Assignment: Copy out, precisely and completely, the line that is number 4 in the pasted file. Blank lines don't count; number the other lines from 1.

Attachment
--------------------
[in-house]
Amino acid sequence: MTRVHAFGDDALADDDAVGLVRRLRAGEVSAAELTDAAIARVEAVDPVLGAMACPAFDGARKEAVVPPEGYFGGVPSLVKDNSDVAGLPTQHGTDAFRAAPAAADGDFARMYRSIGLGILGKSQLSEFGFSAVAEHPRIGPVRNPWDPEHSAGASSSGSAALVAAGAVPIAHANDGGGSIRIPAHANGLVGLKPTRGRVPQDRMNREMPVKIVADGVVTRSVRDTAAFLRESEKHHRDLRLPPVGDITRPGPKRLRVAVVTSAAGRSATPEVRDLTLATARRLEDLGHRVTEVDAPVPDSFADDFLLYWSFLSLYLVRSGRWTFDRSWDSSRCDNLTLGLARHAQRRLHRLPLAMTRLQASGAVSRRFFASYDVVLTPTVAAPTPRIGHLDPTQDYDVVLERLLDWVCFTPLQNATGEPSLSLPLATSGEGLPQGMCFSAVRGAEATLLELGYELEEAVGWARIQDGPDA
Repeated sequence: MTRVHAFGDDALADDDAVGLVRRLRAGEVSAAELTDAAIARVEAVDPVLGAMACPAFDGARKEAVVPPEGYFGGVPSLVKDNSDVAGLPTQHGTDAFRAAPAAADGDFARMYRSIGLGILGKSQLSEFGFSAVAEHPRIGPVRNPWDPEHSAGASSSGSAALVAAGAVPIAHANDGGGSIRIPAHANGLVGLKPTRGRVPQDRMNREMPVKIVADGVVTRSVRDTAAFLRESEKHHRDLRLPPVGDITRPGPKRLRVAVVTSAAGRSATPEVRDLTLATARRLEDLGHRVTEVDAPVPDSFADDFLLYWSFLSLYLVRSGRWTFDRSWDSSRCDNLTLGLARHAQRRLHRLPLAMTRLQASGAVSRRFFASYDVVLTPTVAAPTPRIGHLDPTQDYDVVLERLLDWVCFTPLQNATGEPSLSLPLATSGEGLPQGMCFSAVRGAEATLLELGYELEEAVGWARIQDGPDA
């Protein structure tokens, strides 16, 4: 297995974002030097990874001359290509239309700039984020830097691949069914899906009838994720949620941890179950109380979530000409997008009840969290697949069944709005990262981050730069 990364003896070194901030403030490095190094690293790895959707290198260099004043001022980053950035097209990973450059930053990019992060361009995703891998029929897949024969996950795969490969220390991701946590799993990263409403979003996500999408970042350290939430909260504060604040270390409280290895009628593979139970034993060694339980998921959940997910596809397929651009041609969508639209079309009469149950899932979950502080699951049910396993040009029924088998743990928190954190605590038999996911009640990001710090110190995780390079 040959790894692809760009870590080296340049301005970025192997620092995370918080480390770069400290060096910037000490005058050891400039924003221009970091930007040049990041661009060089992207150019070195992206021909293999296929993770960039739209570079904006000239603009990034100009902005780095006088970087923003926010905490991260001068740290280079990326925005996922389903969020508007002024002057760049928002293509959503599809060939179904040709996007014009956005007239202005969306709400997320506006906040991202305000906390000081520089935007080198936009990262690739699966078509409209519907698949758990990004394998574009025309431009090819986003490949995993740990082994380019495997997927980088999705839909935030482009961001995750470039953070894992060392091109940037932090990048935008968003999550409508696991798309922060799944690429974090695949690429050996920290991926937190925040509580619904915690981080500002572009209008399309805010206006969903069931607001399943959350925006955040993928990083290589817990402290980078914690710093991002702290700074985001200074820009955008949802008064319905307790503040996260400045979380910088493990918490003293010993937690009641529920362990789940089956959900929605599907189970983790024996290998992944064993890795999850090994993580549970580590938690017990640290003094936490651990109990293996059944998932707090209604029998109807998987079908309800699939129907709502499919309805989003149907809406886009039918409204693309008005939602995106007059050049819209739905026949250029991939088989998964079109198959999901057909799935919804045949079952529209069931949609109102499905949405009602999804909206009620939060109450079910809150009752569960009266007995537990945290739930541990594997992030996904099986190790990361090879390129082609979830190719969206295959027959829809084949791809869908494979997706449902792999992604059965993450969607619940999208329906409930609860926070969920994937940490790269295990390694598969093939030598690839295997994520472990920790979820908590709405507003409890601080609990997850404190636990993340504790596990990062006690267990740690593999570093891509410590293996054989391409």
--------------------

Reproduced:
């Protein structure tokens, strides 16, 4: 297995974002030097990874001359290509239309700039984020830097691949069914899906009838994720949620941890179950109380979530000409997008009840969290697949069944709005990262981050730069 990364003896070194901030403030490095190094690293790895959707290198260099004043001022980053950035097209990973450059930053990019992060361009995703891998029929897949024969996950795969490969220390991701946590799993990263409403979003996500999408970042350290939430909260504060604040270390409280290895009628593979139970034993060694339980998921959940997910596809397929651009041609969508639209079309009469149950899932979950502080699951049910396993040009029924088998743990928190954190605590038999996911009640990001710090110190995780390079 040959790894692809760009870590080296340049301005970025192997620092995370918080480390770069400290060096910037000490005058050891400039924003221009970091930007040049990041661009060089992207150019070195992206021909293999296929993770960039739209570079904006000239603009990034100009902005780095006088970087923003926010905490991260001068740290280079990326925005996922389903969020508007002024002057760049928002293509959503599809060939179904040709996007014009956005007239202005969306709400997320506006906040991202305000906390000081520089935007080198936009990262690739699966078509409209519907698949758990990004394998574009025309431009090819986003490949995993740990082994380019495997997927980088999705839909935030482009961001995750470039953070894992060392091109940037932090990048935008968003999550409508696991798309922060799944690429974090695949690429050996920290991926937190925040509580619904915690981080500002572009209008399309805010206006969903069931607001399943959350925006955040993928990083290589817990402290980078914690710093991002702290700074985001200074820009955008949802008064319905307790503040996260400045979380910088493990918490003293010993937690009641529920362990789940089956959900929605599907189970983790024996290998992944064993890795999850090994993580549970580590938690017990640290003094936490651990109990293996059944998932707090209604029998109807998987079908309800699939129907709502499919309805989003149907809406886009039918409204693309008005939602995106007059050049819209739905026949250029991939088989998964079109198959999901057909799935919804045949079952529209069931949609109102499905949405009602999804909206009620939060109450079910809150009752569960009266007995537990945290739930541990594997992030996904099986190790990361090879390129082609979830190719969206295959027959829809084949791809869908494979997706449902792999992604059965993450969607619940999208329906409930609860926070969920994937940490790269295990390694598969093939030598690839295997994520472990920790979820908590709405507003409890601080609990997850404190636990993340504790596990990062006690267990740690593999570093891509410590293996054989391409």